13

Is the Apache Directory directive supposed to be relative to the DocumentRoot or not? I ask in the context of a VirtualHost, but it shouldn't make any difference.

In other words, is it supposed to be:

<VirtualHost>
    DocumentRoot /var/www
    <Directory /var/www>
    ...

or

<VirtualHost>
    DocumentRoot /var/www
    <Directory />
    ...

Both work. The Apache Directory docs say:

Directory-path is either the full path to a directory, or a wild-card string...

... but then they show two examples contradicting the "full path" statement.

ED: There are also contradictory examples on the Apache Performance Tuning page in the FollowSymLinks and SymLinksIfOwnerMatch and AllowOverride sections.

For fun I looked at Debian's default vhost setup and found this:

<VirtualHost *:80>
    DocumentRoot /var/www
    <Directory />
        Options FollowSymLinks
        AllowOverride None
    </Directory>

    <Directory /var/www/>
        Options Indexes FollowSymLinks MultiViews
        AllowOverride None
        Order allow,deny
        allow from all
    </Directory>
    ...
8

The documentation is correct, and the <Directory> directive should be the full path.

Your first example is how you should configure the directive for VirtualHosts, and applies the options within the directive to just the DocumentRoot. Your second example is referring to the filesystem root (literally /).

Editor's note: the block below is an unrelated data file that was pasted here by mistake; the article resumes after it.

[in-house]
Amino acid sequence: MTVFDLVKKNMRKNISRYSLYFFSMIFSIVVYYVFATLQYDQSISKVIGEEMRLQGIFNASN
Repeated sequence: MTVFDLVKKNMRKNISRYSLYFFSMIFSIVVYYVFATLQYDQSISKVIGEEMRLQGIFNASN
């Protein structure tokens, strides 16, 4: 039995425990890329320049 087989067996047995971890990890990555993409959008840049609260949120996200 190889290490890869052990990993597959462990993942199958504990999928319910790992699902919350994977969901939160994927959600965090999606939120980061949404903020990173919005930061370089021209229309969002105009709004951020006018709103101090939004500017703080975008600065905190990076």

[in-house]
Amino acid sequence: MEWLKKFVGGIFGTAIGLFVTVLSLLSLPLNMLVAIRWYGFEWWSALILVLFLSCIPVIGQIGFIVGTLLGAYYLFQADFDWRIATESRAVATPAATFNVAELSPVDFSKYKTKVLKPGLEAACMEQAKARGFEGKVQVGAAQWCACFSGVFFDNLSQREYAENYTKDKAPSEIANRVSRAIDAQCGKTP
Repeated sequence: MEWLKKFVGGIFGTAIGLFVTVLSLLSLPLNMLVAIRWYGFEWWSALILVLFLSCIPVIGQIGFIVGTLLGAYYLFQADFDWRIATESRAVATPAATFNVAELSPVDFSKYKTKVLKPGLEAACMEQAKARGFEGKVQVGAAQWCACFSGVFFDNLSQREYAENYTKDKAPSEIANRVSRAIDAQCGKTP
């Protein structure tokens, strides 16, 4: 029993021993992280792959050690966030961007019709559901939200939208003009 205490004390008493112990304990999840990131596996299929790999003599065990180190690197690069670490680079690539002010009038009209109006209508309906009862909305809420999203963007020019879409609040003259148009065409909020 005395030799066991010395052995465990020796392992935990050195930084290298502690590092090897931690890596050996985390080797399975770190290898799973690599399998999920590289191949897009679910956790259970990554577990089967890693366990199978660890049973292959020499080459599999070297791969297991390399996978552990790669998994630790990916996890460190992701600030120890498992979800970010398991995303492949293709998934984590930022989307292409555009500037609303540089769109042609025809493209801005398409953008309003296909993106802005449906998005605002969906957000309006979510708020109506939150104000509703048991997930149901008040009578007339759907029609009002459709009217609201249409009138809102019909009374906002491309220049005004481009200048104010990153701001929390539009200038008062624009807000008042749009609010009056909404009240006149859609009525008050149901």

You haven't posted the rest of the directive, but this is typically used as a way of attempting to jail Apache and restrict its access, and is usually (but not always) placed inside the main apache2.conf or httpd.conf configuration files, with your VirtualHosts explicitly allowing access for their own DocumentRoot directories, so the two are often used together.

From the Apache documentation:

Note that the default access for <Directory /> is to permit all access. This means that Apache httpd will serve any file mapped from an URL. It is recommended that you change this with a block such as:

    <Directory />
      Require all denied
    </Directory>
and then override this for directories you want accessible. See the Security Tips page for more details.
  • If the second example literally refers to the filesystem /, then why does Apache serve the /var/www directory? – Jeff Aug 21 '13 at 13:58
  • Apache will serve the DocumentRoot. The Directory directive is totally separate, and has the effect of saying "apply the enclosed configuration to this directory and all subdirectories". More specific configurations take priority, so <Directory /var/www/> will override <Directory />. – Craig Watson Aug 21 '13 at 14:06
  • I see. So <Directory /> from a VirtualHost context can override server-wide Options (or other settings) of <Directory />? That makes sense. Thanks for the help. – Jeff Aug 21 '13 at 14:35

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